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Pies & Perfect Pastry with GBBO Beca

beca welcome cake

Hubs likes to think he is the king of pork pies in this household. He makes them hand raised with traditional jelly made from pig’s trotters. 2013 GBBO contestant Beca has recently started to do some baking courses at Seasoned Cookery School just down the road from us (yes that explains why I mention them a lot!) and I decided to take the opportunity to see if I could swipe Hub’s pork pie crown.

The day started with a short drive past the carpet of bluebells to the Catton Hall estate and I have no shame in being one of the first people to delve into the fluffy chocolate orange cake awaiting course participants. Well I had to keep my energy levels up didn’t I? Clare, who runs Seasoned, knows me all too well.

beca menu

The day was made up of demonstrations by Beca and practical sessions on both hot and cold savoury pastry. For lunch we ate some of the dishes Beca had demonstrated.

I’ve made puff pastry before but never rough puff. Beca made both types to show the difference in techniques and amount of butter used (traditional puff = scary amount!) but also how the end product is very similar. We had a go at making our own batch of rough puff to take home and mine is now in the freezer waiting to be transfored this weekend into the vegetable tart Beca made for our lunch. A delicious puff tart with cheesy bechamel sauce topped with ribbons of vegetables and parma ham.

beca ingredients

Beca then showed us a suet pastry that is perfect for steamed puddings using leftover stew. If we didn’t have an alleged heat wave on its way this weekend I’d be certainly trying to recreate this delicious dish in the coming days. Before we could sit down to lunch we had some pork pies to make.

I’ve never made hot crust pastry before, but I now love it. Such a beautiful pastry to work with. We added some strong bread flour to the pastry to make it more pliable. What made these pork pies different to the style Hubs makes is that we made them in a muffin tin rather than hand raised. This means they are easier to make and fill, especially for beginners. Also makes it easier to get the pies a more uniform size. I found the process really rather therapeutic.

beca piping

After a leisurely lunch it was time for choux pastry that would be filled with either jalapeño or Stilton flavoured cream cheese. Choux pastry can be temperamental at times and will sometimes fail for no good reason. Thankfully luck was on my side and by using Beca’s recipe I managed to make a decent batch. Some of these are also now sitting unfilled in the freezer waiting to be made into salted caramel profiteroles this weekend.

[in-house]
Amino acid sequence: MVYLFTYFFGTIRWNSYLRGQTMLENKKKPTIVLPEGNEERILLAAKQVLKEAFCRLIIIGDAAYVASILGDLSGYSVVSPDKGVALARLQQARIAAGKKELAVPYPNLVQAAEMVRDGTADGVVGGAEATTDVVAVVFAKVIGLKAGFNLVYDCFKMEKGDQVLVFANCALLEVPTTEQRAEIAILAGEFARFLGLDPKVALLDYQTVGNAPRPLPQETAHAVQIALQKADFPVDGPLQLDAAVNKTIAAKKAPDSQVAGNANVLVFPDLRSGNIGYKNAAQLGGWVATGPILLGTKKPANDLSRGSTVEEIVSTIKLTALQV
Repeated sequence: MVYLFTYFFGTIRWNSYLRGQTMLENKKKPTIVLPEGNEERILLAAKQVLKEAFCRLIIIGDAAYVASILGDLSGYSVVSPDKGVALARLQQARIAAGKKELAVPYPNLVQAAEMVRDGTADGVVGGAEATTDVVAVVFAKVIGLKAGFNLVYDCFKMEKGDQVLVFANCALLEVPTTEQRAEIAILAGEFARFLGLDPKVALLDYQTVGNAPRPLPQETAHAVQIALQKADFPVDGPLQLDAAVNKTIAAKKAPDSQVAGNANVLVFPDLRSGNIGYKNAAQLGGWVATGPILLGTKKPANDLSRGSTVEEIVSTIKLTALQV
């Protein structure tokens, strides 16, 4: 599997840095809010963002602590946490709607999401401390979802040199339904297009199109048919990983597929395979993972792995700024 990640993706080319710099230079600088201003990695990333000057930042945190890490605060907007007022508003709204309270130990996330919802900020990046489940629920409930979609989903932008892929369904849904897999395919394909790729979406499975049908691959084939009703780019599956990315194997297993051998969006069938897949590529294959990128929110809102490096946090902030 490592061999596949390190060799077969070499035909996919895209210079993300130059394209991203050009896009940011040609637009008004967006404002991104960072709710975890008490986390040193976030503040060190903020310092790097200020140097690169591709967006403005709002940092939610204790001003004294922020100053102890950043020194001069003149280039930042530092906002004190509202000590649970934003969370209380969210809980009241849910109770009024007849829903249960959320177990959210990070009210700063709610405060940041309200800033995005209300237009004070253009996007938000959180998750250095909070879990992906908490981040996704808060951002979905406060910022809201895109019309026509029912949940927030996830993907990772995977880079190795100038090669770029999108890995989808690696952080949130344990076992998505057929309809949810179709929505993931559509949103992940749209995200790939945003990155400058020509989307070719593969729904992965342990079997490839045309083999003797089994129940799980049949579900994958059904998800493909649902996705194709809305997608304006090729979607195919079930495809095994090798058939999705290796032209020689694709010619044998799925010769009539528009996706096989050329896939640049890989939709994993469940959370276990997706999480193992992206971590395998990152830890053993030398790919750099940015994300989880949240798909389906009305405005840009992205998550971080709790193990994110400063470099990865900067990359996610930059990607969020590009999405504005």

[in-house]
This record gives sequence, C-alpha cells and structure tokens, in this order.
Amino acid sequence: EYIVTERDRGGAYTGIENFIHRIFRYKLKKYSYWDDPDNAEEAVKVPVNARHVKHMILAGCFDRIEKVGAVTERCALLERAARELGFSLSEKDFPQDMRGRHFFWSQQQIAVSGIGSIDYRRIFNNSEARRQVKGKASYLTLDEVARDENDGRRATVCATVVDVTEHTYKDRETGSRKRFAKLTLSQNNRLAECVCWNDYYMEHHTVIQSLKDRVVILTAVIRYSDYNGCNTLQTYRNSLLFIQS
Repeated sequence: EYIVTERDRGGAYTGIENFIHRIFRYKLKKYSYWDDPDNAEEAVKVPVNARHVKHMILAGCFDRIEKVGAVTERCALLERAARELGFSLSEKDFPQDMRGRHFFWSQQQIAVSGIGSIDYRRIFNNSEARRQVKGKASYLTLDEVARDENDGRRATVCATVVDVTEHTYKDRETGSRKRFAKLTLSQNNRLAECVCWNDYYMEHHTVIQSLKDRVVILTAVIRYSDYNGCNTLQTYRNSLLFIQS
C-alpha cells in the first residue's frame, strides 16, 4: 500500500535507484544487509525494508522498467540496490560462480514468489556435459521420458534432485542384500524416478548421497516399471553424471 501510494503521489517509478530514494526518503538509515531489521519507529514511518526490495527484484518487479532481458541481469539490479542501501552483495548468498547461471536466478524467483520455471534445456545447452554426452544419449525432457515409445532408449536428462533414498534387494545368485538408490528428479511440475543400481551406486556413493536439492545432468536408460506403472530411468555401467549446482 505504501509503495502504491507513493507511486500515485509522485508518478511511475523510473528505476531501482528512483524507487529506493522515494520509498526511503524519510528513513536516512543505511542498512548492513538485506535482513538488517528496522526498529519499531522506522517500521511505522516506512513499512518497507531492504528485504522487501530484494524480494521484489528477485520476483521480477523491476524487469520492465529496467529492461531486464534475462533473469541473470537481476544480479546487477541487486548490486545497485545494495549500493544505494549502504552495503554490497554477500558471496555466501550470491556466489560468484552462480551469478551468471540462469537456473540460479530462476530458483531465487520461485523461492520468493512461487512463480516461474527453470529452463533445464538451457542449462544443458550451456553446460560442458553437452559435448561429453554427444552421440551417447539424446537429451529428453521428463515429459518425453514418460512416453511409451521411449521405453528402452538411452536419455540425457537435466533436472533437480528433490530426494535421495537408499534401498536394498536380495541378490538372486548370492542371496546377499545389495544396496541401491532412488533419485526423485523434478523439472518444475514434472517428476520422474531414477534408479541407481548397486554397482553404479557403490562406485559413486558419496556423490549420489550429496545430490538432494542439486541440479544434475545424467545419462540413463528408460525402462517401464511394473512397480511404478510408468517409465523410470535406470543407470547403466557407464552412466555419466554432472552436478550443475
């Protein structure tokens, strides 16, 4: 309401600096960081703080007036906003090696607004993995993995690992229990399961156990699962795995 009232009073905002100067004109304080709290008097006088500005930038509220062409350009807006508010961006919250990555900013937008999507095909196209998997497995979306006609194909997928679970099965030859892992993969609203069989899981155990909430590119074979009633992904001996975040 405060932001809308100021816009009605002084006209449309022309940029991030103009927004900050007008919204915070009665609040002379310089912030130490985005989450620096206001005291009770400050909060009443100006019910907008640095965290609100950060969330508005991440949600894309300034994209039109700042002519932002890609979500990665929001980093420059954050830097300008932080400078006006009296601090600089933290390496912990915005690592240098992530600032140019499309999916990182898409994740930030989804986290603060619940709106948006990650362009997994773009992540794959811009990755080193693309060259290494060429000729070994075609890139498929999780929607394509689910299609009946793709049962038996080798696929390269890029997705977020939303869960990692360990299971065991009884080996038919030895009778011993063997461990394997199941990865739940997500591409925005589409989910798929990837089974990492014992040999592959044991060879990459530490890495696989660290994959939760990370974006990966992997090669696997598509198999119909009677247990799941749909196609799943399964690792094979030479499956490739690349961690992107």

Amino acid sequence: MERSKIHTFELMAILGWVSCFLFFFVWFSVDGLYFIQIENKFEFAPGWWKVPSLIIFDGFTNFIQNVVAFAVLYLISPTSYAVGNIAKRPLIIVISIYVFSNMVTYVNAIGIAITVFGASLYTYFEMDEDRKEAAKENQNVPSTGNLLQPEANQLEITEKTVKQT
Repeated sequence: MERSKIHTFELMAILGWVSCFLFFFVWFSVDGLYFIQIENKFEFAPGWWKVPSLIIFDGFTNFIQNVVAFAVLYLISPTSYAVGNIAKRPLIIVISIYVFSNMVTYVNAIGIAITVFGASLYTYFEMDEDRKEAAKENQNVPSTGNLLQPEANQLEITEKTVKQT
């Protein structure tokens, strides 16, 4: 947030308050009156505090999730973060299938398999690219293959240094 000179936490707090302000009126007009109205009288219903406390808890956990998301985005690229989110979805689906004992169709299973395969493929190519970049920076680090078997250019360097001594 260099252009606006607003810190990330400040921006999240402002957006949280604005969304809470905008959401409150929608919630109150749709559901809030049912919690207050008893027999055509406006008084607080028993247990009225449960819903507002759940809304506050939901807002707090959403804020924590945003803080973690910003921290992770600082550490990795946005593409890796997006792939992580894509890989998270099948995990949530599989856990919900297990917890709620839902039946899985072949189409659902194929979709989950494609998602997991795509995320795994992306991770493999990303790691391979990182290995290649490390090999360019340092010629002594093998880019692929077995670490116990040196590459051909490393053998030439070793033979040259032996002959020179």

beca savoury choux

I thoroughly enjoyed my day. I’m certainly no beginner when it comes to pastry making but it’s always handy going on courses to pick up tips and recipes. Any long-term reader of this blog knows I like to spend a day at a cookery school. Beca is honestly one of the nicest people I’ve met tutoring a course. She was down to earth, happy to give advice without being patronising and lovely to have a good old chin wag with.

The kitchen fairies (aka Jo, Tania & Martha) were stars and many a time have I wished they lived with me. Whenever you attend a course at Seasoned all the ingredients are weighed out ready for you and any dirty equipment is whipped away for cleaning before you know it. As someone who knows what it’s like to be washing what feels like the hundredth plastic mixing bowl after leading a course the kitche fairies are worth their weight in gold. It meant we could concentrate on learning new skills. The team also dealt well with my potential issues on the day that could hinder my participation in the course.

As to who won the pork pie war? As Hubs failed to provide examples of his own baking to be taste tested against mine Clare & Beca declared mine to be the winner. Hubs was impressed too, though he is yet to commit to saying mine are better. The fact that he ate 5 over a 24 hour period is good testimony.